The most striking thing about the whole evoting controversy is that everybody's focused on the visible part of the iceberg while the action, as usual, goes on below -i.e. people focus on the voting and tabulation processes, not the voter registration, poll management, and control processes where most of the work is, and where most of the problems are.
(Caution: this controversy is obviously politically loaded - see blackboxvoting.com for links to many voting machine analyses (basically all negative) and an article in yesterday's (Sun Oct 15/06) Washington Post for a typical set-up for widespread claims of electoral fraud if the wrong party wins in November).
I believe that the focus on the voting machine instead of the voting process reflects an echo chamber effect in which public experience with Wintel security functions as an amplifier for media players using the noise as a screen for their own objectives and their own activities.
What's much harder to explain is that the technical people who spend time worrying about whether or not evoting enables vote cheating pretty much unanimously assume that each voting machine should be a locally controlled, fully programmable, stand-alone, computer used to replace a traditional, paper based, voting machine in the traditional voting process.
Since most of these same people have at least some PC experience you'd expect them to know better - but if they do, it's not obvious from what they say.
In fact, about two years ago, I did a a series on evoting for LinuxInsider which led to long, and unintentionally tragi-comic, email exchanges with two well known E-voting luminaries. One of them had a very neat audit and control solution which amounted to having each voter record separate testimony about who had been voted for, while the other eventually proved unable to demonstrate his tamper proof voting solution because, he said, malware on his computer prevented it from completing the process - and, since it was his excuse, I have to assume he thought this perfectly consistent with his stated opinions.
In contrast I think there's a very simple, cast-in-stone, rule describing reality here: nobody, and no set of controls, can guarantee the integrity of any electronic system in which people motivated to subvert its operation have access to any part of its programming. And there's a corollary: the more independently programmable devices there are in the process, the more complex and intractable the control problem gets, and thus lower the barriers to misuse get.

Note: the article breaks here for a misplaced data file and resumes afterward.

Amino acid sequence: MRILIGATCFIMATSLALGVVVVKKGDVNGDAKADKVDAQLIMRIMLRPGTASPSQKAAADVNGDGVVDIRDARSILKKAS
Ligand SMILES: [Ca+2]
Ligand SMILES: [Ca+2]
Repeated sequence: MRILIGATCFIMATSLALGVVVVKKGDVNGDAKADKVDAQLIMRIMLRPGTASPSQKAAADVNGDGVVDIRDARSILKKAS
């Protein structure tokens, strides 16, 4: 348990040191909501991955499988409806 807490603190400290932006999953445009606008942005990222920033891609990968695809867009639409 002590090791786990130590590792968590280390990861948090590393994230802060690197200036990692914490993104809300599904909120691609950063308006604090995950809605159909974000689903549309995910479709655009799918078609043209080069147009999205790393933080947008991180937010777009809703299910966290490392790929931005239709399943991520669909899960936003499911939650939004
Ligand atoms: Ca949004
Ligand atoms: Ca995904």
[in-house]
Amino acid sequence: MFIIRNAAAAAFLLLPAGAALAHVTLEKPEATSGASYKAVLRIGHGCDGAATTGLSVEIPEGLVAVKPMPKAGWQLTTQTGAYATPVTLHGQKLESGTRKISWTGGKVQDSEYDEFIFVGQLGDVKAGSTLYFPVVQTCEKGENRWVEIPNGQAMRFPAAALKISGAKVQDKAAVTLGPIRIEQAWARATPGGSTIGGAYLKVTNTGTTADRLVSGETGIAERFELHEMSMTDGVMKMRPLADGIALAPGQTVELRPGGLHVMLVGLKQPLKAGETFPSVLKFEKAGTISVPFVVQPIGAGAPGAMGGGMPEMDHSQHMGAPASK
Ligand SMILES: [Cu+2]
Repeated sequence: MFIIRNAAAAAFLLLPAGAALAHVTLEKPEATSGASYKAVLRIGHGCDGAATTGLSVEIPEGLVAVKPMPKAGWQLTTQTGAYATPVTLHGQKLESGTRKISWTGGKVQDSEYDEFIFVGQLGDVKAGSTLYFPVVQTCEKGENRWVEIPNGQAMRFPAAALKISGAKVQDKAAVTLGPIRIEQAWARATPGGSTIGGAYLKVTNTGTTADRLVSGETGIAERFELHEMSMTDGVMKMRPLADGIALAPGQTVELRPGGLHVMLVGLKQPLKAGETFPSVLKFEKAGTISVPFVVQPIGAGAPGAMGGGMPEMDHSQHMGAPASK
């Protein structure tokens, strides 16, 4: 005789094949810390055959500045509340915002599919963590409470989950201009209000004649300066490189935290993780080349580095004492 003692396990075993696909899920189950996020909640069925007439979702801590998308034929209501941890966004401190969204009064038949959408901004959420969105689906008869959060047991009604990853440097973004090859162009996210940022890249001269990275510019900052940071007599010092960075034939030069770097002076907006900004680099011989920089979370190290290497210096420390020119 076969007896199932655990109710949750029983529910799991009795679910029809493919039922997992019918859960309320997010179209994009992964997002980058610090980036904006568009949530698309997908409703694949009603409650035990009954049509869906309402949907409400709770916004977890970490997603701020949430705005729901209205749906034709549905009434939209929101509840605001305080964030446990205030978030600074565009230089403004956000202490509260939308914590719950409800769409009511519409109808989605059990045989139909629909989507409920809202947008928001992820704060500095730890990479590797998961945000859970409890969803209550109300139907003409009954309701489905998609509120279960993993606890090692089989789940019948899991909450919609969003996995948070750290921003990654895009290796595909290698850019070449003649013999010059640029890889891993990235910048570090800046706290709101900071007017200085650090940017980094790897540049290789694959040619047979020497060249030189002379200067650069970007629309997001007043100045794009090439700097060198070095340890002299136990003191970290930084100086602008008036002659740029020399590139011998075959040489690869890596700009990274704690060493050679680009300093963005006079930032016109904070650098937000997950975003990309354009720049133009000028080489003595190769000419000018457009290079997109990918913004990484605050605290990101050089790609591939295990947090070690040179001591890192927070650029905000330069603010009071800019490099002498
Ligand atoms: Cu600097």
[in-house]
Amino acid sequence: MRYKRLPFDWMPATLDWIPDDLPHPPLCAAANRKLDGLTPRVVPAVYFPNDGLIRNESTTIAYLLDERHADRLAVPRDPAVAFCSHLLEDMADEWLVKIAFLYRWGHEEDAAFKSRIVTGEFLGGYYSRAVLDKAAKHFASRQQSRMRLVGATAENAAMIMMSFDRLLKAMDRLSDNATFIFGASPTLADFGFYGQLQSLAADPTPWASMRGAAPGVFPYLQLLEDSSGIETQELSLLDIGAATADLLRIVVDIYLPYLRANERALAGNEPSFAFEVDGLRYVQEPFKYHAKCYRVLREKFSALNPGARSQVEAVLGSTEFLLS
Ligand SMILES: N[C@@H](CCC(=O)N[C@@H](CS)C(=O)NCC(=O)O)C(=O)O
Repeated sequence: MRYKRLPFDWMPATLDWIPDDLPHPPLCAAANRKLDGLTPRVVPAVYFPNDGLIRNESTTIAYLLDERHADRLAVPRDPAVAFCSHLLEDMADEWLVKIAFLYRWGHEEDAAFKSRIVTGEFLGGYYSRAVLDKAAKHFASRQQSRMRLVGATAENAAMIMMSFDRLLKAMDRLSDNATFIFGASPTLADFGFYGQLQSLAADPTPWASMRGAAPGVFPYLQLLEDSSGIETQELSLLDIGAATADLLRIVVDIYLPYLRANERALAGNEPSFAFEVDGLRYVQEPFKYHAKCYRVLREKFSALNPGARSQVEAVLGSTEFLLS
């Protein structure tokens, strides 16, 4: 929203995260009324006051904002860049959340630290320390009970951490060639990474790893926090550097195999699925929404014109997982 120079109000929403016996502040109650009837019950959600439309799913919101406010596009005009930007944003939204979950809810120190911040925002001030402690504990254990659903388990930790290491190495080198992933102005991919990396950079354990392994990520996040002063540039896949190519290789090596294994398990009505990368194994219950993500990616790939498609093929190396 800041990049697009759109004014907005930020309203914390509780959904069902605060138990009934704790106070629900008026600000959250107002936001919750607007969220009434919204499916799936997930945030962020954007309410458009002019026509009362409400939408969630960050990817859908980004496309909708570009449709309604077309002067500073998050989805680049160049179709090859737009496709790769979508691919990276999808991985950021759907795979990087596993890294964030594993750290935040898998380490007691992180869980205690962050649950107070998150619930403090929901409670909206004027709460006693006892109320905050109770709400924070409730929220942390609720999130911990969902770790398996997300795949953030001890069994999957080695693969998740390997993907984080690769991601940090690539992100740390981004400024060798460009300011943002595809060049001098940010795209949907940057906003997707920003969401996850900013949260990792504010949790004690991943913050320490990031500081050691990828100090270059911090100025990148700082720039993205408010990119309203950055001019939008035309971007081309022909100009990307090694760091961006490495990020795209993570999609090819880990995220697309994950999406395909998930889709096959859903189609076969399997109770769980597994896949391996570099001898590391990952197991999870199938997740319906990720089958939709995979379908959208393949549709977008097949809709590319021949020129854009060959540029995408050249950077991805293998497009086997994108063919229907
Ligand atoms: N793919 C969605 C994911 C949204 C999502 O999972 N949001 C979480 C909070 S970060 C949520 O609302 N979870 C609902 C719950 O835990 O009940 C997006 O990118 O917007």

In fact, with respect to voting, the proposition can be stated in terms of a simple trade-off: no vote tally produced by multiple, programmable, voting machines can be proven correct without giving up ballot secrecy.
The reason for that is simple. If you use people to check on the accuracy of the system's record and total, you give up ballot secrecy - but if you don't, then you have to trust the system's programming.
I've seen some ingenious schemes for beating this trap, but they all seem to fall prey to the realities of human nature - for example: if you use a paper ballot as a backup to the electronic record, then:
- if you let the voter physically touch the paper ballot you will fall victim to voter remorse, voter mischief, or voter ignorance - meaning that some will take it home, others will scribble changes on it, and yet others will intentionally damage it or stuff it in the wrong box or otherwise take advantage of whatever opportunities for error, intentional or otherwise, you provide.
- but if you have the machine generate and store the paper ballot you have to provide a way for the voter to review the ballot and then respond to real or perceived error; otherwise at least some will get in front of the nearest TV camera to swear they voted one way, but your corruptly managed machine printed and recorded a contrary vote - and the only certainty will be that you won't be able to prove them wrong to their satisfaction.
And that change response will, of course, require you to record the original vote and the change(s) the voter made - meaning that you'll never be able to reconcile your paper and electronic counts or prove your record accurate against the guy who claims he didn't change his mind - or started to and then decided to let the first vote stand -unless you identify the source of each vote and change.
Many of these problems aren't obvious and take a long time to go through, but consider one small additional example. Suppose you used a simple voting machine that records the vote and prints a summary of the vote on a cash register style paper tape somewhere in a back room solely for audit purposes. Great, but what happens when party bosses, who have a time stamped video record of people entering and leaving the polling place, get their hands on that tape? Right, they can guess, with a high degree of accuracy, how each person voted.
Here's my bottom line: nobody can fully guarantee the accuracy of any voting and tabulation process without giving up ballot secrecy, but the simpler the system, and the larger the voting base, the closer it's possible to get.
Want to disagree? Please do: I'm very interested in scenarios or strategies that combine good audit control and vote defensibility with ballot secrecy, and I'd very much like to be proven wrong on this.